In Hagopian v. State of California, the California Court of Appeal for the Second District held the California Coastal Commission did not err in finding land owners’ development to be in violation of the Coastal Act. The court found that the Commission was the authorized permitting agency for Los Angeles County, and that the county did not breach any statutory duty. The court affirmed the ruling below.
In 2007, the Hagopians, who reside in the Santa Monica Mountains, applied to the Coastal Commission for a permit exemption to construct a guest house on one of their three adjoining parcels of land. The exemption request was denied, but the Hagopians proceeded to construct a pool, tennis courts, and other structures on the property. They also installed vineyards. Despite being issued notices of violations and assuring the agency they would apply for a development permit, the Hagopians continued to build without a permit. The couple argued they did not need a permit because their property was exempt from the Coastal Act, the Commission had no jurisdiction, the property contained no environmentally sensitive habitat, and prior agricultural use of the property permitted current viticulture use. The Hagopians were granted at least six deadline extensions to seek a coastal development permit. The Commission held a hearing at which it determined the Hagopians were in violation of the Coastal Act. The Hagopians sued.
The trial court found that the Commission was the duly authorized body to issue coastal development permits, and the County of Los Angeles was not obligated to take over that authority before its own local coastal program was certified. The Hagopians appealed, contending that the Coastal Commission proceeded without jurisdiction, denied them a fair hearing, and abused its discretion by making findings unsupported by the evidence. The Court of Appeal disagreed.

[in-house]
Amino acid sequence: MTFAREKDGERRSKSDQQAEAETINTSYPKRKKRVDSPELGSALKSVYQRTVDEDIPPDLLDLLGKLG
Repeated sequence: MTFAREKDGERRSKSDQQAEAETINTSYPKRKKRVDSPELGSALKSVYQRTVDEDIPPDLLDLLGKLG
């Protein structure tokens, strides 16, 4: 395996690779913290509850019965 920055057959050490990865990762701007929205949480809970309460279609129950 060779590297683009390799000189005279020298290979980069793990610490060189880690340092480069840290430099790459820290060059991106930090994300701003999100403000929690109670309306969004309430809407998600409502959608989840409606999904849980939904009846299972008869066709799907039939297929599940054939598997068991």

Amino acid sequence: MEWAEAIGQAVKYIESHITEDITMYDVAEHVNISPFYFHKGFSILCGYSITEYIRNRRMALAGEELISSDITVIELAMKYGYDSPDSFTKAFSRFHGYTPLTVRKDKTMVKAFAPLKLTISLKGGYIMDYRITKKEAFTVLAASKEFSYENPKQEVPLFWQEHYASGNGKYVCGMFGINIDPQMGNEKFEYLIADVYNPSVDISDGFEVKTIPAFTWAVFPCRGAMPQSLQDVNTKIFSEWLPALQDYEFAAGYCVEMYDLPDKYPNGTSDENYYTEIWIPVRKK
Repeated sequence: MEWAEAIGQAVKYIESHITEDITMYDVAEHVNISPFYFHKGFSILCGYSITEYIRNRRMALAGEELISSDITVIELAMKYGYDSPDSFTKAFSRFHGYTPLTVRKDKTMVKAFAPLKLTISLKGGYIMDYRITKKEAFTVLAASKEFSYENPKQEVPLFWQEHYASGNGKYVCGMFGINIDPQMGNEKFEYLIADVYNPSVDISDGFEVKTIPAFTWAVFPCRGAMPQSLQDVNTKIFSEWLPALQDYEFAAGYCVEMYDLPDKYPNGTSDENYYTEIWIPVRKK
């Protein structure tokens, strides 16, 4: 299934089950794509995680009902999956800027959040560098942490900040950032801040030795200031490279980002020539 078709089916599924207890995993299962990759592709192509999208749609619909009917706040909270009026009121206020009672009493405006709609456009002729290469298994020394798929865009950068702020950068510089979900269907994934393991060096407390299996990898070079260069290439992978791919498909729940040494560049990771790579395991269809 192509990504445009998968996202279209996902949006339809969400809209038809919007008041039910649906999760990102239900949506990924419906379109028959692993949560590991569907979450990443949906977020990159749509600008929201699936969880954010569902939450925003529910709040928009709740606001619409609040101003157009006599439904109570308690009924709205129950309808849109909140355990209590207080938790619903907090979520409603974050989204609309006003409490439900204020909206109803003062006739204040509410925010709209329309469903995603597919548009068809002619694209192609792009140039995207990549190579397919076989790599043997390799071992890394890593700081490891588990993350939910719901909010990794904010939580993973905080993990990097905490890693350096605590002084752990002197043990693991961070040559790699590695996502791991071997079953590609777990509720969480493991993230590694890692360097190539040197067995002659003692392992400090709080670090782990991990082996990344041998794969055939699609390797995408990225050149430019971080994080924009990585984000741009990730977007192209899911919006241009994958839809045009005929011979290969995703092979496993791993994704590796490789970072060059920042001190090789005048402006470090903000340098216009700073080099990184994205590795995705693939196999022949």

The court first laid out that the Coastal Commission has initial authority to issue coastal development permits. Once the Commission approves both the land use and implementation portions of a local coastal program, the program is certified, and the Commission must delegate its authority to the local government within 120 days. Here, the Commission never certified the implementation portion of Los Angeles County’s local coastal program for the Santa Monica Mountains area. Consequently, the Commission’s obligation to delegate permitting authority never arose, and the authority to regulate coastal development remained with the Commission.
The court also found that the Hagopians were not denied their due process rights and that the Hagopians had waived their contentions about an agricultural use exemption by failing to raise it at the hearing. The Commission, the court noted, “has primary authority and expertise to pass on such matters.” Finally, the court rejected the Hagopian’s contention that Los Angeles County must be compelled to complete the local implementation plan process, which had languished after the 120 day deadline passed in 1986.